53. Li Z, Yao S, Xu J, et al. Endoscopic near-infrared dental imaging with indocyanine green: A pilot study. Ann N Y Acad Sci 2018; 1421:88-96.
  54. Indexed at, Google Scholar, Cross Ref

  55. Li ZS, Sun ZX, Zou DW, et al. Endoscopic management of foreign bodies in the upper-GI tract: experience with 1088 cases in China. Gastrointest Endosc 2006; 64:485-92.
  56. Indexed at, Google Scholar, Cross Ref

  57. Pagella F, Emanuelli E, Castelnuovo P. Endoscopic extraction of a metal foreign body from the maxillary sinus. Laryngoscope 1999; 109:339-42.
  58. Indexed at, Google Scholar, Cross Ref

  59. Fusetti S, Emanuelli E, Ghirotto C, et al. Chronic oroantral fistula: Combined endoscopic and intraoral approach under local anesthesia. Am J Otolaryngol 2013; 34:323-6.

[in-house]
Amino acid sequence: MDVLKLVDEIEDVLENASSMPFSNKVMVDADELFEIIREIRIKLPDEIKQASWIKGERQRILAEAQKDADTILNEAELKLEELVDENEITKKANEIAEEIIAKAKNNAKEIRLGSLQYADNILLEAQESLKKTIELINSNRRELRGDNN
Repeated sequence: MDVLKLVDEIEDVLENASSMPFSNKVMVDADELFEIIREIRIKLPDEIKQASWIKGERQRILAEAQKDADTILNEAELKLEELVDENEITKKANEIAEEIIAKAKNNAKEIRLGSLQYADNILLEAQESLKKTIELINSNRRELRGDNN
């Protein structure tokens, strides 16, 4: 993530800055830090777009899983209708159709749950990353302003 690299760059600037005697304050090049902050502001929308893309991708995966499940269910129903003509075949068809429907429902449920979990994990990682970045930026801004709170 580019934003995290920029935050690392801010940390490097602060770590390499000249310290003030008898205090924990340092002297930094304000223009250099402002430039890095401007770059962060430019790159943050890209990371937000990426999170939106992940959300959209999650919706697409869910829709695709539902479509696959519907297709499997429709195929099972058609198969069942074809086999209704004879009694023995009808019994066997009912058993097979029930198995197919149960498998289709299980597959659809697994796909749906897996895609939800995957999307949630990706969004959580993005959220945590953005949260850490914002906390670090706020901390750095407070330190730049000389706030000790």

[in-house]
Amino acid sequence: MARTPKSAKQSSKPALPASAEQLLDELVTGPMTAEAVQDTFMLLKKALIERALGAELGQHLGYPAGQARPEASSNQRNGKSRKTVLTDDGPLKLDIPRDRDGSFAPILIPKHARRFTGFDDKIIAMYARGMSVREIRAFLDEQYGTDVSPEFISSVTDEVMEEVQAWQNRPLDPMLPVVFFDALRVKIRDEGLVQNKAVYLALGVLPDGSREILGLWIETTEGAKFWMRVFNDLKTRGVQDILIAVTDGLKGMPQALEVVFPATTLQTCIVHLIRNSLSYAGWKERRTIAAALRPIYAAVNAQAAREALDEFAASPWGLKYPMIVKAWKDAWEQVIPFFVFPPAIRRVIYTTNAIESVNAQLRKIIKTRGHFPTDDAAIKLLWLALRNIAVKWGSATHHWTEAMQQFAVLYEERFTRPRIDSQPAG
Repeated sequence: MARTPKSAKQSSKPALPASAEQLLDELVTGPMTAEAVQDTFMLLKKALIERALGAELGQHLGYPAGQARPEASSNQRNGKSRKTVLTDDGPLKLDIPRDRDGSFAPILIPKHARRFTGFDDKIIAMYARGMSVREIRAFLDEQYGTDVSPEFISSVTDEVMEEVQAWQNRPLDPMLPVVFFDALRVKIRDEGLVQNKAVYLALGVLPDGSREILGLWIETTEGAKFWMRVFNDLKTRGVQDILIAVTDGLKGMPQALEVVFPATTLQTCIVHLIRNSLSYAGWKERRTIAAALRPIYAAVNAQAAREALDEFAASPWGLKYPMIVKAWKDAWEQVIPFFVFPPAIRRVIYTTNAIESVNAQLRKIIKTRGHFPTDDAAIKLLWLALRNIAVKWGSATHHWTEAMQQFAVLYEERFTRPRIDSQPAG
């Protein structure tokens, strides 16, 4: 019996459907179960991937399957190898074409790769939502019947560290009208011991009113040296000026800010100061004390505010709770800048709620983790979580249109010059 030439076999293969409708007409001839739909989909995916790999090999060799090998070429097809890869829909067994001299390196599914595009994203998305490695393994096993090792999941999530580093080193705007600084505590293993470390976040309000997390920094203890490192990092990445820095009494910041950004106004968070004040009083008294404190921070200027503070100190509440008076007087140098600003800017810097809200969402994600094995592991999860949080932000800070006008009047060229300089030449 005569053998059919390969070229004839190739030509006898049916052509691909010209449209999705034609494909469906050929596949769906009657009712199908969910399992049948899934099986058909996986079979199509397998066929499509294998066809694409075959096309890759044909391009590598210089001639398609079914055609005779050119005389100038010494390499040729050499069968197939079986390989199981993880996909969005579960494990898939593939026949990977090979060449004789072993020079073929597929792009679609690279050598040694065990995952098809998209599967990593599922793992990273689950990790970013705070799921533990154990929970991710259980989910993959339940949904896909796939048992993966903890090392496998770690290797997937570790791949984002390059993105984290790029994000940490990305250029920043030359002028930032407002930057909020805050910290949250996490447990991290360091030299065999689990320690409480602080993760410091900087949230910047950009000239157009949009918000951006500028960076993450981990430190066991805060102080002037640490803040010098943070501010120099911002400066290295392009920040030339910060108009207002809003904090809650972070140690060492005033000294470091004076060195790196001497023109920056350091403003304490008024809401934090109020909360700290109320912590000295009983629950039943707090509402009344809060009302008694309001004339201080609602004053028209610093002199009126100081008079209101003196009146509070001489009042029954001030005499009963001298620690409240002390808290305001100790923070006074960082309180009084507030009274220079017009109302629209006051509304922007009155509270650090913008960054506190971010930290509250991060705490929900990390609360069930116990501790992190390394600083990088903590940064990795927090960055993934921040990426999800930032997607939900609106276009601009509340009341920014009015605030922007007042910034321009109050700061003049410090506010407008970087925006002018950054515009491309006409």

60. Indexed at, Google Scholar, Cross Ref

  61. Osborn JB, Lenton PA, Lunos SA, et al. Endoscopic vs. tactile evaluation of subgingival calculus. ADHA 2014; 88:229-36.
  62. Indexed at, Google Scholar

Author Info

Waleed Shallal*, Aseel Niema Hafith* and Bakir Ghanem Murrad*

Department of Dentistry, Kut University College, Kut, Wasit, Iraq

Citation: Waleed Shallal, Aseel Niema Hafith, Bakir Ghanem Murrad, Orthodontic Implant Stability and Its Dependency on Screw Diameter and Insertion Depth: A Comprehensive Study, J Res Med Dent Sci, 2023, 11(9):20-26.

Received: 28-Aug-2023, Manuscript No. jrmds-23-114517; Accepted: 31-Aug-2023, Pre QC No. jrmds-23-114517; Editor assigned: 31-Aug-2023, Pre QC No. jrmds-23-114517; Reviewed: 14-Sep-2023, QC No. jrmds-23-114517; Revised: 18-Sep-2023, Manuscript No. jrmds-23-114517; Published: 25-Sep-2023